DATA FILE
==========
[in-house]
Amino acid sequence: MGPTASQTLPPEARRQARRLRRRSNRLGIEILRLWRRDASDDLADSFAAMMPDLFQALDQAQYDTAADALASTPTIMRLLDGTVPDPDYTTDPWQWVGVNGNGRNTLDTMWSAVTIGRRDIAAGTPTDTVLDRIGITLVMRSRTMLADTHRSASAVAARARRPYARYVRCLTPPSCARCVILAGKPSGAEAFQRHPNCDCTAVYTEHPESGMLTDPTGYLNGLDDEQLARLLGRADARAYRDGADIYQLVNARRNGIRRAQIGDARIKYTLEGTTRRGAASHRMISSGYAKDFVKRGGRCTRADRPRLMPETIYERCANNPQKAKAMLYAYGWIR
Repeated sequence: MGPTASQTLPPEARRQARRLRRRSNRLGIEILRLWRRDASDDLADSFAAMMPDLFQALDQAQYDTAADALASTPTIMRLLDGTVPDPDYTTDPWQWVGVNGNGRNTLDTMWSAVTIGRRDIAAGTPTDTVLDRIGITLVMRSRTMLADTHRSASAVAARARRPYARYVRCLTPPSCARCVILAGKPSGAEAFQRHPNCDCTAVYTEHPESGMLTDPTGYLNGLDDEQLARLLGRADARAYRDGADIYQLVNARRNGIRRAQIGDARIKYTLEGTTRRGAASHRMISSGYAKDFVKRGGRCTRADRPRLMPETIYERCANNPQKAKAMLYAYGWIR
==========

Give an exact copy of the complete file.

[in-house]
Amino acid sequence: MGPTASQTLPPEARRQARRLRRRSNRLGIEILRLWRRDASDDLADSFAAMMPDLFQALDQAQYDTAADALASTPTIMRLLDGTVPDPDYTTDPWQWVGVNGNGRNTLDTMWSAVTIGRRDIAAGTPTDTVLDRIGITLVMRSRTMLADTHRSASAVAARARRPYARYVRCLTPPSCARCVILAGKPSGAEAFQRHPNCDCTAVYTEHPESGMLTDPTGYLNGLDDEQLARLLGRADARAYRDGADIYQLVNARRNGIRRAQIGDARIKYTLEGTTRRGAASHRMISSGYAKDFVKRGGRCTRADRPRLMPETIYERCANNPQKAKAMLYAYGWIR
Repeated sequence: MGPTASQTLPPEARRQARRLRRRSNRLGIEILRLWRRDASDDLADSFAAMMPDLFQALDQAQYDTAADALASTPTIMRLLDGTVPDPDYTTDPWQWVGVNGNGRNTLDTMWSAVTIGRRDIAAGTPTDTVLDRIGITLVMRSRTMLADTHRSASAVAARARRPYARYVRCLTPPSCARCVILAGKPSGAEAFQRHPNCDCTAVYTEHPESGMLTDPTGYLNGLDDEQLARLLGRADARAYRDGADIYQLVNARRNGIRRAQIGDARIKYTLEGTTRRGAASHRMISSGYAKDFVKRGGRCTRADRPRLMPETIYERCANNPQKAKAMLYAYGWIR